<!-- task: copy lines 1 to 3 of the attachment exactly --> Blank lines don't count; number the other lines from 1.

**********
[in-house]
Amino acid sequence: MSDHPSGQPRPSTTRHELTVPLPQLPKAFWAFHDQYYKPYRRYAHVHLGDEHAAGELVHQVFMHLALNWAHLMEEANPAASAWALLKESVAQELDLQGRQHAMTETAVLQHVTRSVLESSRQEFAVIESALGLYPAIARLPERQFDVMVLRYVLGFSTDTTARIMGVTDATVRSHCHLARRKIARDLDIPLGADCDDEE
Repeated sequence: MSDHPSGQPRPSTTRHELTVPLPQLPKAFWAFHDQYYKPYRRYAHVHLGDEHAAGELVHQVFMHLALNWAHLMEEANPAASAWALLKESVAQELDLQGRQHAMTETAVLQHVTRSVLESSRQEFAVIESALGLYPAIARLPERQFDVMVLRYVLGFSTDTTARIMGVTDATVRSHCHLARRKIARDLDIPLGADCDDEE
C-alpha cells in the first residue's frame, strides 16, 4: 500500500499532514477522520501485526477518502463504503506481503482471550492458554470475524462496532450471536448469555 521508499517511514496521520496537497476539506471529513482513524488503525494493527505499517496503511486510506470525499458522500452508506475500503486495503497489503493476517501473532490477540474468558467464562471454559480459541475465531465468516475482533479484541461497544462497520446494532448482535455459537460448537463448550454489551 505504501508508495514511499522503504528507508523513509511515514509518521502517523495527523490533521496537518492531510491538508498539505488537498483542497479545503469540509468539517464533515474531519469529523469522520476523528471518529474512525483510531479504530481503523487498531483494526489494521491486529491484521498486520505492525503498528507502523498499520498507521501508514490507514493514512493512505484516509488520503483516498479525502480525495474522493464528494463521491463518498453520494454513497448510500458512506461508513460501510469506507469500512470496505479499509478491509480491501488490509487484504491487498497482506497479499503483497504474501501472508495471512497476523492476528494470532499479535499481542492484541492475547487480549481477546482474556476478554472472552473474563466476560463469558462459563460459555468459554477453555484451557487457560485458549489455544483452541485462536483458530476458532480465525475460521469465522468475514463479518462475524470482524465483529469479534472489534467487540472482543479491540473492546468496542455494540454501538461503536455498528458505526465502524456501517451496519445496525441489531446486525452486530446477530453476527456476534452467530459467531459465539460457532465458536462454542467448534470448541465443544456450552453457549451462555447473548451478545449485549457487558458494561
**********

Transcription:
[in-house]
Amino acid sequence: MSDHPSGQPRPSTTRHELTVPLPQLPKAFWAFHDQYYKPYRRYAHVHLGDEHAAGELVHQVFMHLALNWAHLMEEANPAASAWALLKESVAQELDLQGRQHAMTETAVLQHVTRSVLESSRQEFAVIESALGLYPAIARLPERQFDVMVLRYVLGFSTDTTARIMGVTDATVRSHCHLARRKIARDLDIPLGADCDDEE
Repeated sequence: MSDHPSGQPRPSTTRHELTVPLPQLPKAFWAFHDQYYKPYRRYAHVHLGDEHAAGELVHQVFMHLALNWAHLMEEANPAASAWALLKESVAQELDLQGRQHAMTETAVLQHVTRSVLESSRQEFAVIESALGLYPAIARLPERQFDVMVLRYVLGFSTDTTARIMGVTDATVRSHCHLARRKIARDLDIPLGADCDDEE